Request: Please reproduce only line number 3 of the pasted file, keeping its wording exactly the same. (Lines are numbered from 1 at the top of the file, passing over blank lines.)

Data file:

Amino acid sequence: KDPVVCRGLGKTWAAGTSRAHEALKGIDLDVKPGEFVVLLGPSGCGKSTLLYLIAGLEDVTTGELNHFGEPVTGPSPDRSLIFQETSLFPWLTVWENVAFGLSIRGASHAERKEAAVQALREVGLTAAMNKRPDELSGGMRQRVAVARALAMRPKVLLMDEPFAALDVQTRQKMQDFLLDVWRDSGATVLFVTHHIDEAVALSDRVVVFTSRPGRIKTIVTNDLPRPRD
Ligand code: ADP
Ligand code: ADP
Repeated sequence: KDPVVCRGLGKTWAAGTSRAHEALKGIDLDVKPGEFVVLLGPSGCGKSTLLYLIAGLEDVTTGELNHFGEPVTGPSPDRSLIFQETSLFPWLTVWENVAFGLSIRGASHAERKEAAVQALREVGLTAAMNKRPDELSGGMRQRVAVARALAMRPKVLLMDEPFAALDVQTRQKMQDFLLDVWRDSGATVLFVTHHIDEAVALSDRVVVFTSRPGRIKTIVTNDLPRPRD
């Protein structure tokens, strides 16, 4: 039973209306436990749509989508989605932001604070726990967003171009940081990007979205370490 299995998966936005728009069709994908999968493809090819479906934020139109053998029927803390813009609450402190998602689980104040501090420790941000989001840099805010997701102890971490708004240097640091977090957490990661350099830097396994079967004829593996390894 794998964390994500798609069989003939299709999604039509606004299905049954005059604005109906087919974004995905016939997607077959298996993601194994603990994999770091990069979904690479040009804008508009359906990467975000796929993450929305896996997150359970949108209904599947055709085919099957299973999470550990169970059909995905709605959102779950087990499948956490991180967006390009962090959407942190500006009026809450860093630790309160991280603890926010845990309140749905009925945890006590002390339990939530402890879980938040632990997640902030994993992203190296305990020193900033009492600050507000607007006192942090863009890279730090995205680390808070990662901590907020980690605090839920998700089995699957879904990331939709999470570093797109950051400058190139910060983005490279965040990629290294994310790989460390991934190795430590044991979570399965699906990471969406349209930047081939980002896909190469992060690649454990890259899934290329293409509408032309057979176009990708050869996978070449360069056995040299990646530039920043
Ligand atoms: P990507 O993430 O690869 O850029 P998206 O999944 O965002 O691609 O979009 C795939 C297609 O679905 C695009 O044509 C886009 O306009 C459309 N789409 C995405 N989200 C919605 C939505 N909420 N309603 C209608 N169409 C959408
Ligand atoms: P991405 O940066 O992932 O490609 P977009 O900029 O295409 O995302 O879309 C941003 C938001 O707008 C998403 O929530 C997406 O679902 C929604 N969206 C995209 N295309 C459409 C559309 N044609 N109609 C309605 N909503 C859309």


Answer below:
Ligand code: ADP